Light is not always the same - and in most cases it is even more than light. This is especially true of light created using organic light-emitting diodes, known as OLEDs. The book “Lighting Up the Future - The Emergence of OLED” sees it-self as an attempt to describe this “more”, the special or unique character of OLED light.
Following a general introduction to the topic of light by way of philosophical, historical, psychological and psychophysiological observations, this “added extra” that OLED light affords is examined from the perspective of three different professions, architecture, art and product design. The Norwegian Kjetil Trædal Thorsen, co-founder of the firm of architects Snøhetta, puts forward the theory that architecture does not now have just one light source at its disposal but, thanks to OLED light, material for creating new designs and structures at the service of humankind. Willy Bucher’s OLED Box or OLED space represents OLED light in art. Among other things the Darmstadt-based artist and video artist has made a name for himself with his 3D installations. In his concept of a walk-through OLED space, Bucher applied experiences from his 3D and video installations. In traversing the box the viewer is catapulted into a completely new world of experiences, which are only made possible through the special properties of OLED light. With his “OLED Lighting Curtain” Sebastian Herkner, a young product designer from Offenbach, who has already received many prizes, international ones among them, transcends the limits of classic luminaire design and radically exploits the two-dimensional quality of OLED light in creating his lighting curtain.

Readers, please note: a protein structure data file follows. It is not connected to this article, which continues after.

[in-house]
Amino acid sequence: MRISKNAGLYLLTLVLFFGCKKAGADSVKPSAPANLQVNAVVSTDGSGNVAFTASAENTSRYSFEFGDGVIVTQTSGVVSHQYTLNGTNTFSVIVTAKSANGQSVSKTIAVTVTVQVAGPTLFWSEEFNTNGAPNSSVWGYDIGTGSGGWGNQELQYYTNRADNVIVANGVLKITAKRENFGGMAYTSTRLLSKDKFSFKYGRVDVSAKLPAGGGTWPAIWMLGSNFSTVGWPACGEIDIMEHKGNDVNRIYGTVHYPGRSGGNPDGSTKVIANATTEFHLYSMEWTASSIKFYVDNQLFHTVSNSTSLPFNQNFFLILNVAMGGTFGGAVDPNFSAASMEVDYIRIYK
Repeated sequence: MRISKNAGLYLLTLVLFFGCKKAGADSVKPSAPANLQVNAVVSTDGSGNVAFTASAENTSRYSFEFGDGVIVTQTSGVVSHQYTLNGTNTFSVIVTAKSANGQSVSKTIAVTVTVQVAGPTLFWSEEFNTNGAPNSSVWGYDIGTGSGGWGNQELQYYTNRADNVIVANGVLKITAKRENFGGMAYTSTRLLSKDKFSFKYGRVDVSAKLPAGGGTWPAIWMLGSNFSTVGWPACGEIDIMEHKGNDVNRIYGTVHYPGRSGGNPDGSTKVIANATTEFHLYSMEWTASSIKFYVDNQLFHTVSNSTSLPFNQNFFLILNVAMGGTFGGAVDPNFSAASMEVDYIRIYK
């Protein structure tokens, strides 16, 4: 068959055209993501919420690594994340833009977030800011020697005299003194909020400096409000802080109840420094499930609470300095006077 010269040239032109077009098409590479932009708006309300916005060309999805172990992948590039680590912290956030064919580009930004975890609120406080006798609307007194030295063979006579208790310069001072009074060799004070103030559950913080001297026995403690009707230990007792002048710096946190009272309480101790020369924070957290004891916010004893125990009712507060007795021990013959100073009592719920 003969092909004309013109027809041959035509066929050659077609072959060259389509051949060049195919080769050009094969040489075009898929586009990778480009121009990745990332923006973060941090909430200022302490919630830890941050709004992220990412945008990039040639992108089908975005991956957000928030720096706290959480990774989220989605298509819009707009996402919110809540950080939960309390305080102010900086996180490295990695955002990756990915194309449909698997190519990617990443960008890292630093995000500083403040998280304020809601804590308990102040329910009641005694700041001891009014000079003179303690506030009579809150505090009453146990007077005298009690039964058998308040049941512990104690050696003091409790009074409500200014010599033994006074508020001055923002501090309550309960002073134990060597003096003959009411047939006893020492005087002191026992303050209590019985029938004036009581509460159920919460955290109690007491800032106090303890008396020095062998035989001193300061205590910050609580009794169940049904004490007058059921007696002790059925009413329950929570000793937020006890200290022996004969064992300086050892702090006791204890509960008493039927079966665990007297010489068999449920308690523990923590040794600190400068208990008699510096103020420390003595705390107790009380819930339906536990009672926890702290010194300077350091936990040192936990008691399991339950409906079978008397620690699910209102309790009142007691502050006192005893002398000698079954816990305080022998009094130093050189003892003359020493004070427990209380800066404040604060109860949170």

Udo Heider and Jürgen Laur and their advisor Andreas Hartweg initiated and accompanied the book project. Manufacturer of OLED materials Merck sought an interdisciplinary dialog for the realization of attractive, environmentally friendly and meaningful applications. This was initially started in 2011, for the liquid crystals, with the initiative “Displaying Futures” by Roman Maisch at Merck. With their success story as an innovative component of the display industry, liquid crystals can be seen as a pioneer when it comes to interdisciplinary exchange and close partnerships with industry and research, a practice Merck has also cultivated in the field of OLED from the outset. By way of example, it was Merck that supported the first pilot designs for OLED luminaires. The result: prototypes by Ingo Maurer and Hannes Wettstein in 2006. In 2013, Merck and its project partners Audi, Philips, Automotive Lighting and Cologne University successfully installed expansive, three-dimensionally shaped OLEDs as a rear light in a car. These marked the beginnings of a highly promising technology that lends itself to a variety of applications. Taking as their motto “Merck shapes light spaces“, Heider and his team are working with partners from the relevant industries and professions on identifying the specific characteristics of OLED as a light source and making it available to those with an interest in it. Energy efficiency and sustainability play a key role in these efforts. Though theirs is a technical background, the makers of OLED at Merck are intent on not losing sight of the magic of light.